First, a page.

Parker started acting at an early age, when she debuted on Broadway in the 1976 production of "The Innocents," and it wasn't long after that she took the lead role for a run of "Annie" (via Playbill). In 1984, she landed her first major film role in the Kevin Bacon-led coming-of-age dance drama "Footloose," in which she played Rusty. The following year, she starred in another iconic '80s dance film, "Girls Just Want to Have Fun," opposite Helen Hunt. Her career continued to flourish into the 1990s, as she started the decade with performances in two romantic comedies, "L.A. Story" and "Honeymoon in Vegas." Her other notable roles in the '90s include the all-star sci-fi comedy "Mars Attacks" from Tim Burton; the female-led comedy "The First Wives Club" reuniting her with "Hocus Pocus" co-star Bette Midler; the crime thriller "Extreme Measures"; and the Brendan Fraser-led comedy "Dudley Do-Right."

Over a decade after "Sex and the City" ended, Parker return to HBO to executive produce and co-star in the dramedy "Divorce." For her leading role of Frances Dufresne, she received a Golden Globe nomination for Best Actress. In 2021, she reprised the role of Carrie Bradshaw once again for the HBO Max revival of "Sex and the City," titled "And Just Like That..."

Kathy Najimy as Mary Sanderson

Once again taking on the role of middle sister Mary Sanderson is Kathy Najimy, reprising her character who has the ability to track down children using her sense of smell. Najimy made her acting debut in 1991 with a run of three all-star comedy films: "The Hard Way" with Michael J. Fox, "The Fisher King" with Robin Williams, and "Soapdish" with Whoopi Goldberg.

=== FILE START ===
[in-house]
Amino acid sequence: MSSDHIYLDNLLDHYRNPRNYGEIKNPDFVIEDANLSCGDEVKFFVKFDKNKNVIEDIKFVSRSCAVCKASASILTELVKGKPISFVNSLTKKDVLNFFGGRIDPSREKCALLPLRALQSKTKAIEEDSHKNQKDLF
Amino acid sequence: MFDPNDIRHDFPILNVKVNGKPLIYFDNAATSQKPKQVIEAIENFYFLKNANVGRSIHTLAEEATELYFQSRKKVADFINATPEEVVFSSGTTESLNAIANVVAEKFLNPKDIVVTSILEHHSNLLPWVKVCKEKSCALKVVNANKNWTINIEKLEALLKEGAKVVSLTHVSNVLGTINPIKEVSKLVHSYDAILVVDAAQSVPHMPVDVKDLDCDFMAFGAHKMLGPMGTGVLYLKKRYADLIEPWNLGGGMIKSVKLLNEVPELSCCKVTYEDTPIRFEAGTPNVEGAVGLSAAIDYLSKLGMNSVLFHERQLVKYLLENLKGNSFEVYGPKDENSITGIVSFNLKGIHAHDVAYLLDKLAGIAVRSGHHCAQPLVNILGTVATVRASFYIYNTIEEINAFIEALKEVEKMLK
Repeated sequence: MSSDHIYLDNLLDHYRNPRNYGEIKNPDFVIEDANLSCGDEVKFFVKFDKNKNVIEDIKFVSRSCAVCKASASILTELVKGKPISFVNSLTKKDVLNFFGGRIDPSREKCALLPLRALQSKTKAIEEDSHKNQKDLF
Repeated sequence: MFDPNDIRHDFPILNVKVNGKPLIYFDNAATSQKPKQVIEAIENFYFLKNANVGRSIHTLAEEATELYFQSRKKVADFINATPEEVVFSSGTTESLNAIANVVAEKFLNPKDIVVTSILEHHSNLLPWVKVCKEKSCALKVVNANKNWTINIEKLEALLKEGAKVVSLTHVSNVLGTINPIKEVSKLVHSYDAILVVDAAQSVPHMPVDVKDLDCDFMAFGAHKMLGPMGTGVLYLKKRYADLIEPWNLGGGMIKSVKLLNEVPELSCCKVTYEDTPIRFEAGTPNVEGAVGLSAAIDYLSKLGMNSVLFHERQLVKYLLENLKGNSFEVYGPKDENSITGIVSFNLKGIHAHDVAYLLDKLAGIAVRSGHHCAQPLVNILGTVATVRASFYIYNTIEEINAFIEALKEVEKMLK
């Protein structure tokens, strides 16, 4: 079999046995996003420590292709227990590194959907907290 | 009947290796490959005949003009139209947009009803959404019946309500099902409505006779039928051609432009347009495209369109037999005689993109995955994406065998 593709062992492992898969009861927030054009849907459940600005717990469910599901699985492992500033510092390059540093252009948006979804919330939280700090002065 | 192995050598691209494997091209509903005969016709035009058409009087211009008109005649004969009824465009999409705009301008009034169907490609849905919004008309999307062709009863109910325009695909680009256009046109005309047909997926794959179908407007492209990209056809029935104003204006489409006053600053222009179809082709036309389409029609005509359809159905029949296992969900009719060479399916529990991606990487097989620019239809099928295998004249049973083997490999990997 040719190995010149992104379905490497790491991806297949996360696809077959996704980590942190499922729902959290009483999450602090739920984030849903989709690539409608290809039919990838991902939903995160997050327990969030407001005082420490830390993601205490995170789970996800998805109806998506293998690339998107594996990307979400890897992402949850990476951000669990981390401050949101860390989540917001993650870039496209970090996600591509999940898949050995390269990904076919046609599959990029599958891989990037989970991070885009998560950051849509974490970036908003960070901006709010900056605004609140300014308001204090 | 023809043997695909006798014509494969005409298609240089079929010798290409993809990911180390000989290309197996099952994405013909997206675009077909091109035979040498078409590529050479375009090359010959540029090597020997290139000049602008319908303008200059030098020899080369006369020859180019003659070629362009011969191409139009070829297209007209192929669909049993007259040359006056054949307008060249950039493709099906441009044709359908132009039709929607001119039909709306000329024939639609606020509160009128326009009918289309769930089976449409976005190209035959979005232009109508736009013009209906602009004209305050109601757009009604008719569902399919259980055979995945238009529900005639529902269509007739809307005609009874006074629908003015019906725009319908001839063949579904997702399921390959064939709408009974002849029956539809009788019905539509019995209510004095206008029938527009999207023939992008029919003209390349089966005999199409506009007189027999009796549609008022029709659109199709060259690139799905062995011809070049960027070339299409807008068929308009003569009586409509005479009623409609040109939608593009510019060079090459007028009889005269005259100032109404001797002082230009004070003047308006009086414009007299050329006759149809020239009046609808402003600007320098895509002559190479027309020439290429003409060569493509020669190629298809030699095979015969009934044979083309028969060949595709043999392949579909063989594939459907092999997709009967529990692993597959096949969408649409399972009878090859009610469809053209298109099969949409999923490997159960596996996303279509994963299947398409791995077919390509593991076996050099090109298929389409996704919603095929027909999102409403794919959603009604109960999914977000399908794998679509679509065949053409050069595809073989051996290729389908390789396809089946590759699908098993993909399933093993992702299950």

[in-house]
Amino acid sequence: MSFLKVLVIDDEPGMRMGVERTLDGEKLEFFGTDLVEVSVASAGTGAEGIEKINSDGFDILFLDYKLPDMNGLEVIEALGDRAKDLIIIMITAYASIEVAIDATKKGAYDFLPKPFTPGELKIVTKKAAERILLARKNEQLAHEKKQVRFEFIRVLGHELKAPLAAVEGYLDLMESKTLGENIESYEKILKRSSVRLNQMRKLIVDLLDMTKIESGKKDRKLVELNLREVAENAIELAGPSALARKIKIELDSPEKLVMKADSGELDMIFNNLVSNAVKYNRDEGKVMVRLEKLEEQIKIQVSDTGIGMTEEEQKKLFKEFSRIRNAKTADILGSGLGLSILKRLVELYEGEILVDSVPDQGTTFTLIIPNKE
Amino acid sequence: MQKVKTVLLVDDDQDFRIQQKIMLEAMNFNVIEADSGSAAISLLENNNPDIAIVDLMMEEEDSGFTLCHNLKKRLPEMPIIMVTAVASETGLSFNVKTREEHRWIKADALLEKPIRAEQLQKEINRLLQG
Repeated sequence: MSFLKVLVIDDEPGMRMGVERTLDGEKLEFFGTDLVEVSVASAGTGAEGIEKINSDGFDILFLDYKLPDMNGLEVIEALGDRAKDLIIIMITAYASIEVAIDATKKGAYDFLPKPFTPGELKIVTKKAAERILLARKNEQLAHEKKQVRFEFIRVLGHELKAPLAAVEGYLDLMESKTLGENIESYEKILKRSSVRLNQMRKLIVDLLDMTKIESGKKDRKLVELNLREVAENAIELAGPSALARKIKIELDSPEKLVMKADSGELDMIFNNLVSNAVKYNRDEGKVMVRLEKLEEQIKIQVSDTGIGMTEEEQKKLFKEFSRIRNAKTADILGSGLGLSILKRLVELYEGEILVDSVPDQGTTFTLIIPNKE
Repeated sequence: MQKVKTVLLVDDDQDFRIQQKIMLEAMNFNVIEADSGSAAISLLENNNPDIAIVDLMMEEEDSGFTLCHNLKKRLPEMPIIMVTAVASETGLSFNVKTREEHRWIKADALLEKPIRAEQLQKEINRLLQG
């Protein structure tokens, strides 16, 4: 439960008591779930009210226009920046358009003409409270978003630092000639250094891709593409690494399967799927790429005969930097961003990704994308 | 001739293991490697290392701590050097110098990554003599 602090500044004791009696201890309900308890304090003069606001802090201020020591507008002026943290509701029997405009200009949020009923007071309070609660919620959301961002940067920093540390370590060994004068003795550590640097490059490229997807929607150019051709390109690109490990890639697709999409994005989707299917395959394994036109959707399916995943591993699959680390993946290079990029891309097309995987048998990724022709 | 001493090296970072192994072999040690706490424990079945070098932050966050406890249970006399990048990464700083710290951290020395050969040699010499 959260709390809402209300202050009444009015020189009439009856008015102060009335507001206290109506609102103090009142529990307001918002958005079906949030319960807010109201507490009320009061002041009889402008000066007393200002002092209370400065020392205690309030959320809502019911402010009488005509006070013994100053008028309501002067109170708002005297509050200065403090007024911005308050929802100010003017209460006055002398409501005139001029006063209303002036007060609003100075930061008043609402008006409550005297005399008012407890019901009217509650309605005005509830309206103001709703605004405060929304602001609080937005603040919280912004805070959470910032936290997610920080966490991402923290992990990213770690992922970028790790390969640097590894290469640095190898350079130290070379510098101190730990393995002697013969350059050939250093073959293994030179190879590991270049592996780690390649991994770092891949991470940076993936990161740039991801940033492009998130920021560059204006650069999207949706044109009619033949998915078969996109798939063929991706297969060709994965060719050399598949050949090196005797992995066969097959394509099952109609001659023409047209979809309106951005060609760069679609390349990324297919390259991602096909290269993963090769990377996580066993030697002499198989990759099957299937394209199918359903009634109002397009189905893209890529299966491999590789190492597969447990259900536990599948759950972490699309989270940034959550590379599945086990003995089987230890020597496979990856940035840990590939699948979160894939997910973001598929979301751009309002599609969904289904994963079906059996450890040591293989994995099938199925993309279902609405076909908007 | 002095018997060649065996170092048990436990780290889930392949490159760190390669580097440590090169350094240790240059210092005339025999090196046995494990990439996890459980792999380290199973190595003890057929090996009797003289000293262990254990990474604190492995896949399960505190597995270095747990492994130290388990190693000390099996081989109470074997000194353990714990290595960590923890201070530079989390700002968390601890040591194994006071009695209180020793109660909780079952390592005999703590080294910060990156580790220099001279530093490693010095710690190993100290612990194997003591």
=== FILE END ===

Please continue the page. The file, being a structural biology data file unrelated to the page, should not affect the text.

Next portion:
Soon after, Najimy's breakthrough performance came in Touchstone Pictures' iconic music comedy "Sister Act," in which she portrayed Sister Mary Patrick opposite Goldberg, whom she would worked with again in two more features, "Sister Act 2: Back in the Habit" and "Rat Race." Her other notable film credits include supporting roles in the Forest Whitaker-directed drama "Hope Floats," the slasher horror "Bride of Chucky," the Barbara Streisand-led road comedy "Guilt Trip," Netflix's coming-of-age dramedy "Dumplin'," and the romantic comedy "Single All the Way."

As for her TV career, Najimy landed recurring roles in '90s series "Ellen" and "Chicago Hope." Afterward, she became a part of the main cast for the NBC sitcom "Veronica's Closet," from "Friends" creators David Crane and Marta Kauffman. She followed that up with more recurring appearances on the crime drama "Numb3rs," the political comedy "Veep," and the comedy-drama "Younger." Besides her live-action appearances, Najimy is also known for her voice acting in animated features like "Cats Don't Dance," "Brother Bear 2," "WALL-E," and "Tinker Bell," as well as in animated TV shows such as "Hey Arnold," ""Hercules," "The Legend of Tarzan," "BoJack Horseman," and "Duncanville." The biggest showcase of her vocal talents is undoubtedly her 13-season run as Peggy Hill on "King of the Hill."

Doug Jones as Billy Butcherson

Doug Jones is returning in "Hocus Pocus 2" to reprise his role as zombie Billy Butcherson, first introduced in the original movie as Winifred's two-timing ex-boyfriend who cheated on her with younger sister Sarah. Though you may not know his face, Jones is a talented contortionist and mime actor who's famous for portraying creature characters.

Jones gained recognition through his longtime partnership with Academy Award-winning filmmaker Guillermo del Toro, the pair having first met on the set of the 1997 film "Mimic." The acclaimed Mexican director later gave Jones a spotlight role by casting him as one of the main cast members in "Hellboy." He played Abe Sapien, an intelligent human-like amphibian who has psychic and psychometric abilities. Four years later, Jones returned for "Hellboy II: The Golden Army."

Outside of "Hellboy," Jones also starred in Del Toro's dark fantasy film "Pan's Labyrinth" in the dual role of two unforgettable creatures, the Faun and the Pale Man. In 2017, the duo reunited once more for the Oscar-winning romantic fantasy "The Shape of Water." This time, Jones portrayed the male lead opposite Sally Hawkins as another humanoid amphibian creature who gets captured by the government and falls in love with a mute woman.